Authors’ unions launch investigation into contribution publishers

The Society of Authors (SoA) and the Writers’ Guild of Great Britain (WGGB), backed by ALCS, have partnered to launch a survey on the financial and contractual impact on authors of publishers which charge for publication.

The UK writers’ unions the SoA and WGGB, backed by ALCS, have joined forces to research the allegedly exploitative practices of publishers which charge authors to publish their work. This follows a sharp rise in complaints from authors about such companies received by both unions.

These publishers may describe themselves as ‘hybrid’, ‘contributory’ or ‘subsidy’ publishers, but they have much in common with what used to be called ‘vanity’ publishers.

Issues reported by authors range from aggressive marketing tactics and emotionally manipulative sales approaches, to opaque contracts and processes, and services that fall short of expectations. The fees charged are typically four or five figures, often with authors surrendering a wide range of rights and control over their work.

The joint survey is designed to form a picture of the experiences – both positive and negative – of authors who have been approached by or worked with these publishers.

Next steps

The survey will run until 25 April, after which the information gathered will be analysed to develop a true sense of how writers are being affected by these companies. The aim is that this will form the basis of a report and further resources for writers on how to spot and avoid falling foul of predatory practices, and continued campaigning to ensure greater transparency and fairness in every type of publishing approach, with funding provided by ALCS.

In the meantime, the unions are asking authors to do three things:

  • Complete the survey and help the SoA and WGGB gather as much evidence as possible of writers’ experiences – whether positive or negative – with publishers that charge. You can find out more about the survey and how we will use the results at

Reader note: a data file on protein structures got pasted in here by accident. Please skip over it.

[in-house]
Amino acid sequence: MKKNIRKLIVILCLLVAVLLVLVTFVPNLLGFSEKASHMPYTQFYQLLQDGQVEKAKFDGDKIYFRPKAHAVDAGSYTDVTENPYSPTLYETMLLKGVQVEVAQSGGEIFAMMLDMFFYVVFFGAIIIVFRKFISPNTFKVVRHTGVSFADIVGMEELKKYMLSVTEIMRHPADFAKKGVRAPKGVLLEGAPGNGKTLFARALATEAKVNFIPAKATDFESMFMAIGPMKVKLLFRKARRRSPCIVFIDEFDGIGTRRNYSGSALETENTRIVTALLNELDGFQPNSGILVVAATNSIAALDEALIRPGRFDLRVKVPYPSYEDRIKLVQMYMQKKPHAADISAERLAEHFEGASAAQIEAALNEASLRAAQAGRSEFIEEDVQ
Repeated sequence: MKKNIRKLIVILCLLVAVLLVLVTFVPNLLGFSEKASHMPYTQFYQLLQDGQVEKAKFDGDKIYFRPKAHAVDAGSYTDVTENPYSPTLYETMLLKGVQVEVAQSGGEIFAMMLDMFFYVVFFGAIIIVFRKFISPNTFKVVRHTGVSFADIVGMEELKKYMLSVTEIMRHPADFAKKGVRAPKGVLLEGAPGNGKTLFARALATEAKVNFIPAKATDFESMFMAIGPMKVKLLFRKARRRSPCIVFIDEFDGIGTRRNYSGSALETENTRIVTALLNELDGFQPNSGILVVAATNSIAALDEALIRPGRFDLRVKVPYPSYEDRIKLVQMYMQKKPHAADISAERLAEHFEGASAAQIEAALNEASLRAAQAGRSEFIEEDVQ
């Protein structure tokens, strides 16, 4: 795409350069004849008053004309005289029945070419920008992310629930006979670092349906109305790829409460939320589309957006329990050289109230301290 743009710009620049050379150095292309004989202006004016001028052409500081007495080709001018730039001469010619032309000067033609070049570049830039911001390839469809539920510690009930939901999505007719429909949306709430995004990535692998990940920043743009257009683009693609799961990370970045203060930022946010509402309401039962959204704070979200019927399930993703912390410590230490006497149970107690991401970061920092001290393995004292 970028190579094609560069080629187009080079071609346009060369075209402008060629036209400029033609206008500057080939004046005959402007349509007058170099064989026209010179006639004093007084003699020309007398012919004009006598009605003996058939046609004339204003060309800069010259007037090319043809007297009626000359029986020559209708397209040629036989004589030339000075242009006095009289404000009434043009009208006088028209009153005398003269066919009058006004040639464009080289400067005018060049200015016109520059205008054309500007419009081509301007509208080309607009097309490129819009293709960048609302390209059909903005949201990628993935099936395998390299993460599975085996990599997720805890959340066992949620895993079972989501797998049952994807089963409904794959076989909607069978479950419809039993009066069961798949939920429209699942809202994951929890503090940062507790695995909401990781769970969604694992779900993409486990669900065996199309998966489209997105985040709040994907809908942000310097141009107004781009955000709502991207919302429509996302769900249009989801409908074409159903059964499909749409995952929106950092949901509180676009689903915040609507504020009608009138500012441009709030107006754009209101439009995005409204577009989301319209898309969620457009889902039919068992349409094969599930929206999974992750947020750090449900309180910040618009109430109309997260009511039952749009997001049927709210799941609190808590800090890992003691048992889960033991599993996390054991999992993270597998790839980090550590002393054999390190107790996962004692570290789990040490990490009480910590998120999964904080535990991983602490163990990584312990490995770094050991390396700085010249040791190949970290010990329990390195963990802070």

• Do your research: if you plan to pay for any service that will help you publish or promote your book, check the Services & Ratings section at run by the Alliance of Independent Authors (ALLi) to see if the companies you are talking to have been rated there.
  • Get every contract vetted before you sign: if you are a member of the SoA or WGGB, contract vetting is a core part of your membership. Having a contract reviewed by experts can be the best way to avoid future issues before you agree or part with your cash.

Commenting on the survey, Nicola Solomon, SoA Chief Executive said: “We have been concerned about the practices of certain publishers for a long time. But in recent years, with huge marketing budgets and opportunities for targeted online advertising, they have become ubiquitous. Today, they are often the publishing opportunities that authors see first when they look for a home for their work. They call themselves publishers, but in truth they are service providers – and what we are hearing is that the services they provide do not live up to the four figure fees they charge. Given their prominence, we need to get an accurate picture of this growing area of book production, so we can better protect the authors who use it. We are very pleased to be working alongside the WGGB on this essential project.”